04. A quick look at BLAST

BLAST (Basic Local Alignment Search Tool) serves two purposes:

  1. Align two sequences and look for homology
  2. Search a sequence in a database to find similar and related sequences.

Without diving into too much details about BLAST (which we will cover in a later series), let's perform a simple query to get a feel for how to use it.

There are several types of BLAST that depend on what your query sequence is (DNA or protein) and what you want to match it to. For this run, let's stick with blastp, in which you enter a protein sequence and it matches to a similar protein sequence from a database.


The first thing to do is to go to the NCBI page for BLAST. From here, click protein blast (blastp), which is located under "basic BLAST."

You should get a window that looks like this:

BLAST website
BLAST website for protein BLAST (blastp).

1) Running a query against a database

We can search entire databases with a query. The query can be inputted with an accession number, gi (think of these as ID's for a specific protein sequence) or FASTA format.

What is FASTA?

FASTA format simply has the first line beginning with a > that describes the sequence. Any following lines are the protein sequence itself. For example:

Try inputting the above FASTA sequence.

  • Do not check the "Align two or more sequences" options.
  • Select the "non-redundant protein sequences (nr)" for the database.
  • For the organism name, use "human (taxid:9606)".

You'll notice that there are different types of BLAST you can perform - PSI-BLAST, PHI-BLAST and DELTA-BLAST. We'll cover these advanced BLAST variations in a later lesson.

There is also another window down at the bottom for Algorithm parameters, where you can fiddle with the scoring matrix, different gap penalties and more. But for now, click the big BLAST button to run your sequence!

A quick BLAST run
A quick BLAST run.

After waiting for your query to be processed...Great! You just ran a BLAST search! Looks like you just found yourself the human ortholog of a mouse protein.

Scroll down to the bottom to the Descriptions panel, and you can see all the matches that are similar to your query.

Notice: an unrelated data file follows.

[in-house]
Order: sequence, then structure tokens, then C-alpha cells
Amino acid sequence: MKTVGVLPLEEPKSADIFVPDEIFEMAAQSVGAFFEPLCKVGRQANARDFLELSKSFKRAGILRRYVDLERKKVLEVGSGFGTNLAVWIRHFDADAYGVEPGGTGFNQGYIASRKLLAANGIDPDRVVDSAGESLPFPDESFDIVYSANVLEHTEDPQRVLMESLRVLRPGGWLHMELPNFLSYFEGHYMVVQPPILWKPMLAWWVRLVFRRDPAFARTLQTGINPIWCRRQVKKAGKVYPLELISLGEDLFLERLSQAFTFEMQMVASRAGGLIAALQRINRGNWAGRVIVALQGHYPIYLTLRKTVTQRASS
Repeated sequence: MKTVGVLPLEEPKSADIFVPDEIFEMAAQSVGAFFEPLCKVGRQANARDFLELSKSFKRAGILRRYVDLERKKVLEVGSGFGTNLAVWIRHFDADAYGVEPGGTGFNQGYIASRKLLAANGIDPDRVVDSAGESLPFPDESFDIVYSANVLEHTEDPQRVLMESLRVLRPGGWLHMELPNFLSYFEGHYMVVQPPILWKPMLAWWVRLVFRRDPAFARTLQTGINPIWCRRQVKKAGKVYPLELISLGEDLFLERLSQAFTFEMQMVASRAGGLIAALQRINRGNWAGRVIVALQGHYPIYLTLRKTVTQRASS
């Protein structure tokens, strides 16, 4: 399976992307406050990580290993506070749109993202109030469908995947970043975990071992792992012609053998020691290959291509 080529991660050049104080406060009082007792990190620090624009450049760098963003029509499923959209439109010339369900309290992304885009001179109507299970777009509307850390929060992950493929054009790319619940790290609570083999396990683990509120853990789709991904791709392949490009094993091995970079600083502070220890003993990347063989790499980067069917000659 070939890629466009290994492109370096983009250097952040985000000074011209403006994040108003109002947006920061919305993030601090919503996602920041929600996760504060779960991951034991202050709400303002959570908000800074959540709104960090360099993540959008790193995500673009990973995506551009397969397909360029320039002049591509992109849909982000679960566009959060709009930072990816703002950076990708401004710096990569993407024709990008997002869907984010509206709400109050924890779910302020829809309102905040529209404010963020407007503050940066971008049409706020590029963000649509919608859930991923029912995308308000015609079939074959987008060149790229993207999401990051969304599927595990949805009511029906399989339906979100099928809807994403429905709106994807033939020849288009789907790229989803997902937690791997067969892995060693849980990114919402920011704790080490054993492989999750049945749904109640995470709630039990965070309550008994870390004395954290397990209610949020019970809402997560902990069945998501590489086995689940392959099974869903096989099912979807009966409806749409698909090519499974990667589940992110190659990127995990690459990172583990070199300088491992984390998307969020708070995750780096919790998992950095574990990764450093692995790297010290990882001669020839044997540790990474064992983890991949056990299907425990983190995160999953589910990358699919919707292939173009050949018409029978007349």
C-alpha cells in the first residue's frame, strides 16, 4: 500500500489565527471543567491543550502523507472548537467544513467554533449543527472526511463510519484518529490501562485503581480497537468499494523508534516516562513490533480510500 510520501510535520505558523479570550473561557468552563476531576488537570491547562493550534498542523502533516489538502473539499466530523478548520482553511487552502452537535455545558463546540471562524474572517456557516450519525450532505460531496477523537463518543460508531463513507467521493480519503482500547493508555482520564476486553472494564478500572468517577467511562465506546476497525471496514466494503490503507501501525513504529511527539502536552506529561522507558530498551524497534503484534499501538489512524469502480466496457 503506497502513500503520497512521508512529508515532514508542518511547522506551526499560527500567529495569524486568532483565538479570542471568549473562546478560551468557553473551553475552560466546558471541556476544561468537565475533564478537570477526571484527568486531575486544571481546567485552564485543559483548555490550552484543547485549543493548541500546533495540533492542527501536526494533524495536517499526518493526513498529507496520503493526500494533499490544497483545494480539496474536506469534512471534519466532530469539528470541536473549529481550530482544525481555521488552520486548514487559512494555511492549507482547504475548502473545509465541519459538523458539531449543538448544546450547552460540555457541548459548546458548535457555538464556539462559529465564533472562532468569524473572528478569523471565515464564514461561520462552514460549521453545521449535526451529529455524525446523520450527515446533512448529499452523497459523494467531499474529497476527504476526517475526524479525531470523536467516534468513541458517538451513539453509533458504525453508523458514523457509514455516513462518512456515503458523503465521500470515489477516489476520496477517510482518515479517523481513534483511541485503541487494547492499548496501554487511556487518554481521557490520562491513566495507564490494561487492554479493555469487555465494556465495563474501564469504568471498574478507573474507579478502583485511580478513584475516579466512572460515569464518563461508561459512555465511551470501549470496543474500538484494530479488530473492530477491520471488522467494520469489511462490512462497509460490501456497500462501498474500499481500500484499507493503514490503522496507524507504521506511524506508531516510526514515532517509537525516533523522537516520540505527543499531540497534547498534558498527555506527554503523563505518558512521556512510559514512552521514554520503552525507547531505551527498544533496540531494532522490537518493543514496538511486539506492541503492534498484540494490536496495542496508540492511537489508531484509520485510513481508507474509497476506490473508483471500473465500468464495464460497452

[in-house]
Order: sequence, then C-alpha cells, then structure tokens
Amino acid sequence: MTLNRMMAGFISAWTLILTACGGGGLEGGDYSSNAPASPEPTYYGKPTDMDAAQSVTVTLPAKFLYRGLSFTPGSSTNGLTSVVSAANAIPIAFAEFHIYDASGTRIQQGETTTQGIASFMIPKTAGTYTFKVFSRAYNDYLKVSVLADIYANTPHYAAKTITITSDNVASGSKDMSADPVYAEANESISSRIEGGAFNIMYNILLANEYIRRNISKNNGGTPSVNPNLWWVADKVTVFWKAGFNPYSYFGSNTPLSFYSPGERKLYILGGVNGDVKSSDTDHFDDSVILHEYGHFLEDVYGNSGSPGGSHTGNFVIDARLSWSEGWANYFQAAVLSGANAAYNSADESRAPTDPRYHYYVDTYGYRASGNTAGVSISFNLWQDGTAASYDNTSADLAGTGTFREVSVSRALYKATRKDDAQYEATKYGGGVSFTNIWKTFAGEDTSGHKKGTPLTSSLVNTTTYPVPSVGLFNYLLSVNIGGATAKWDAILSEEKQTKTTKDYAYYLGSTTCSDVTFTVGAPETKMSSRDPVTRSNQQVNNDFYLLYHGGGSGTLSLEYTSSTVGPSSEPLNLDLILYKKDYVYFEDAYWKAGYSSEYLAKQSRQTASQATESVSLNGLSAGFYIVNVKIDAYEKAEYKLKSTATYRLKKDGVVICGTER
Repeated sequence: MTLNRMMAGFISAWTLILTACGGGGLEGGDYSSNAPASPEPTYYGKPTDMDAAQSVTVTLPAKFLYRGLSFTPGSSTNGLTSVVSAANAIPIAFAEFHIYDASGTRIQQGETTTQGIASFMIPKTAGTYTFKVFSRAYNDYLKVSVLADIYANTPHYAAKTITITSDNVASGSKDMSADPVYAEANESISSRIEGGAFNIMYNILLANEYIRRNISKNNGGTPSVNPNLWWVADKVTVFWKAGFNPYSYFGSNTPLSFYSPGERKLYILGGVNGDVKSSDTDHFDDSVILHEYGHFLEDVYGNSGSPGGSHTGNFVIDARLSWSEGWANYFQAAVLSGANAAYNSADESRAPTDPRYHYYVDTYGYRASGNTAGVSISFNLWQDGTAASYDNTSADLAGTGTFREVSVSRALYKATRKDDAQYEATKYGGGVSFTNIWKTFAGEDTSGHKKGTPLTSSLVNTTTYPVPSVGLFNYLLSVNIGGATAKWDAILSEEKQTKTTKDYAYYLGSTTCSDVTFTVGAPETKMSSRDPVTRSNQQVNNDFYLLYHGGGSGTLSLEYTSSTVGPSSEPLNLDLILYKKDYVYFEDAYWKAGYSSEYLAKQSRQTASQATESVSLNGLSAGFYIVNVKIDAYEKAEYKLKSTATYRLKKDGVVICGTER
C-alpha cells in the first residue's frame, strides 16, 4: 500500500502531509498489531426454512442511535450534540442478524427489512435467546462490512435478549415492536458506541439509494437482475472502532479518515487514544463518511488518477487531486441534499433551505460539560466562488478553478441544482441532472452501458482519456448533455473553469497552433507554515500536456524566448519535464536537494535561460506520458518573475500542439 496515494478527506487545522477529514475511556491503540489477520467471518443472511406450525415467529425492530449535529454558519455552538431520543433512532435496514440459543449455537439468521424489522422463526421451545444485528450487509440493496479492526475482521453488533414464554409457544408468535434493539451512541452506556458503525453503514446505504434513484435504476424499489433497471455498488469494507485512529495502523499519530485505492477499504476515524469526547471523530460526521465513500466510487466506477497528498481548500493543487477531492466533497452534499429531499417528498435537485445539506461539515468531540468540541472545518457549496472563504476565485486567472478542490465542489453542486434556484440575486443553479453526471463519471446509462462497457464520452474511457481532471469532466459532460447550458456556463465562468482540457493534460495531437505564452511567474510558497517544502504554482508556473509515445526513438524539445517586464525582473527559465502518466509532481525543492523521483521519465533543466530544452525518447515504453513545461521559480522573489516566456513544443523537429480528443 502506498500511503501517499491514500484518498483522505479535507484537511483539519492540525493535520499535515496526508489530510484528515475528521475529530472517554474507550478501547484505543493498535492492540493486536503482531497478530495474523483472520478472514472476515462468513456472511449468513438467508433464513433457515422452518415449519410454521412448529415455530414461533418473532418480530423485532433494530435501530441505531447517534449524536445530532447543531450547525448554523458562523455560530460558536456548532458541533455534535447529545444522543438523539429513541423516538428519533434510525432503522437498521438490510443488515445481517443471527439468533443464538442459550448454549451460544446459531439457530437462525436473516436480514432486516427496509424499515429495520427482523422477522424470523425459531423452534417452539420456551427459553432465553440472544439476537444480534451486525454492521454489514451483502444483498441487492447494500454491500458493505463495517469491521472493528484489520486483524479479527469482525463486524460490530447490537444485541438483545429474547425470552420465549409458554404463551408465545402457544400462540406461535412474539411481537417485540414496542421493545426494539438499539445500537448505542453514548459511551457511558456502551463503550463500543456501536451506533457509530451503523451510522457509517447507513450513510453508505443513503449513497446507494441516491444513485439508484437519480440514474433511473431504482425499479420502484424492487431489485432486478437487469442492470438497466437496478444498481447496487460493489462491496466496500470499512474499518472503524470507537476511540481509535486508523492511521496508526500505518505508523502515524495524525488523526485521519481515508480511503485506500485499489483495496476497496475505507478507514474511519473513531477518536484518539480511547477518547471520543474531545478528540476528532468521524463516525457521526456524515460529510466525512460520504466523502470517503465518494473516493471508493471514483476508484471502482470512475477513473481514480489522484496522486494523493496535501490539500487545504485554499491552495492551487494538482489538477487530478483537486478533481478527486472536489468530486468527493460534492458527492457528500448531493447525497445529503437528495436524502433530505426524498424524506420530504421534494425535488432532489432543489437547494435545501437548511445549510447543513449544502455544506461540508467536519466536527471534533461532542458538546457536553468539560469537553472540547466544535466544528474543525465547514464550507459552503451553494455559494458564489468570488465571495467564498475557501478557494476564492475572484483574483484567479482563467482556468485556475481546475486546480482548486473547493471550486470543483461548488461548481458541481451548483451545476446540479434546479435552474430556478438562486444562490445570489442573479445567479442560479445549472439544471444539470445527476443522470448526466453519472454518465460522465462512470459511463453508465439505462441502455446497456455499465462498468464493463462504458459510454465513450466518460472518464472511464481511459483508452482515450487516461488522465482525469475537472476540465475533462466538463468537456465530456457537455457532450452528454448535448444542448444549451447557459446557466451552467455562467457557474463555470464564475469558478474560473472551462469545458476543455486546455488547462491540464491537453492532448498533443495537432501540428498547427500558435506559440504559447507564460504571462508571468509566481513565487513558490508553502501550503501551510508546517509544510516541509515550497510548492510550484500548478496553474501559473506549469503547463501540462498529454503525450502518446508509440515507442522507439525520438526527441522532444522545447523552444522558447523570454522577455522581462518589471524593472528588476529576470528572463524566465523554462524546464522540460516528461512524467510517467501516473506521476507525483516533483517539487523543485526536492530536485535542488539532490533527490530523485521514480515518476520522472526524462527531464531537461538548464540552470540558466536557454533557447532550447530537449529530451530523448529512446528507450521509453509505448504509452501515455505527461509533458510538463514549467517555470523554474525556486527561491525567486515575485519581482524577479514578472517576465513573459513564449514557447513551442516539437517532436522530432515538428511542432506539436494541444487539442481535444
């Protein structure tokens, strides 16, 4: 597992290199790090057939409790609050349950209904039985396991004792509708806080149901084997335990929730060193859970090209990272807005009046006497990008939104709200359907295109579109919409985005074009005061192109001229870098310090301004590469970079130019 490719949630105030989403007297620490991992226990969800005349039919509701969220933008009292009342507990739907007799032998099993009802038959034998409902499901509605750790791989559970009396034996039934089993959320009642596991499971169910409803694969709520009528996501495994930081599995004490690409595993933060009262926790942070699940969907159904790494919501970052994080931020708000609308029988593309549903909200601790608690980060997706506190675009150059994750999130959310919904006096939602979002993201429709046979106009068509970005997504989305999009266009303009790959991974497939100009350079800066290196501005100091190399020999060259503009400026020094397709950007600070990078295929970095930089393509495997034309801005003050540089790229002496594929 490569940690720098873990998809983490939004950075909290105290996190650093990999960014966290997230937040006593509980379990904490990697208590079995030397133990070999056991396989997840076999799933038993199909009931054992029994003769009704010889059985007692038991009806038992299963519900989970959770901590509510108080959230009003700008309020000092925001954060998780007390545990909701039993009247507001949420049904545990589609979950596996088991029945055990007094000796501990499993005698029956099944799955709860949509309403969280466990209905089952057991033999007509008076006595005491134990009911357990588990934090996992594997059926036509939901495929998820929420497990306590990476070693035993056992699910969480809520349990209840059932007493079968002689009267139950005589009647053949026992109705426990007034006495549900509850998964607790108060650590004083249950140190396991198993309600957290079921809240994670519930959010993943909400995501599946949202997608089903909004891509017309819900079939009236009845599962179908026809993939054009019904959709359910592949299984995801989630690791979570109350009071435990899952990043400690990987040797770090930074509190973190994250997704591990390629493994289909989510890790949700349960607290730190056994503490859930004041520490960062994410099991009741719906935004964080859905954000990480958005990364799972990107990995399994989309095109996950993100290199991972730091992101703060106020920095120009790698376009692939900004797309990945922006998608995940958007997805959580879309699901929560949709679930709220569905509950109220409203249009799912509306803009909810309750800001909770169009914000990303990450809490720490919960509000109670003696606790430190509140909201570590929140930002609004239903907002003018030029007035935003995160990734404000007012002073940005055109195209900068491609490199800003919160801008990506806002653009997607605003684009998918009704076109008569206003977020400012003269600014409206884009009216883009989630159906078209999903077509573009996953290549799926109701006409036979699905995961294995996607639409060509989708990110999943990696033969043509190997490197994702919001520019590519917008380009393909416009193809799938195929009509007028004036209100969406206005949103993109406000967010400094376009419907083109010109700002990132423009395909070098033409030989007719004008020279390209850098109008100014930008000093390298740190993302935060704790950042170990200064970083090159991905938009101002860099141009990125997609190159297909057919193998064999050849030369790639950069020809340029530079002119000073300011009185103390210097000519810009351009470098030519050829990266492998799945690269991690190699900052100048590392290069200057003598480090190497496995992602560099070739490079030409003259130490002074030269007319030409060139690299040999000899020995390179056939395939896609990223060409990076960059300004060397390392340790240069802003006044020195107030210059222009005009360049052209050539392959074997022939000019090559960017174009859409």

Results of the best scoring matches on top
Results of the best-scoring matches will be on top.

You can scroll further down to see the actual alignments with the Identities and Similarities (called Positives) scores next to them.

The top-scoring alignment with its identity and similarity scores.
Scroll down to see the top-scoring alignment with its identity and similarity (positives) scores.

2) Running a pairwise comparison

The other use of BLAST is for pairwise comparisons. This means you aren't querying a database, but just inputting two sequences and seeing how well they match up. To switch to pairwise comparison mode, click the "Align two or more sequences" option.

For the two sequences here, let's use gi|293651548 and gi|158256336.

A simple pairwise alignment with two proteins, given by their GI's.
A simple pairwise alignment with two proteins, given by their GI's.

Click the big BLAST button once again and wait for your query to be processed. Then scroll down and check your results.

In the Descriptions section there is just one alignment...but why are there multiple in the Alignments section? This is simply because there are several ways that BLAST can align your sequences. The top-scoring alignments are found on the top, while lower-scoring ones are at the bottom. For the most part, you'll want to look at the top-most result.

Results for a pairwise alignment run.
Results for a pairwise alignment run.

Wondering how the scoring system goes? We'll see that in the next few pages!

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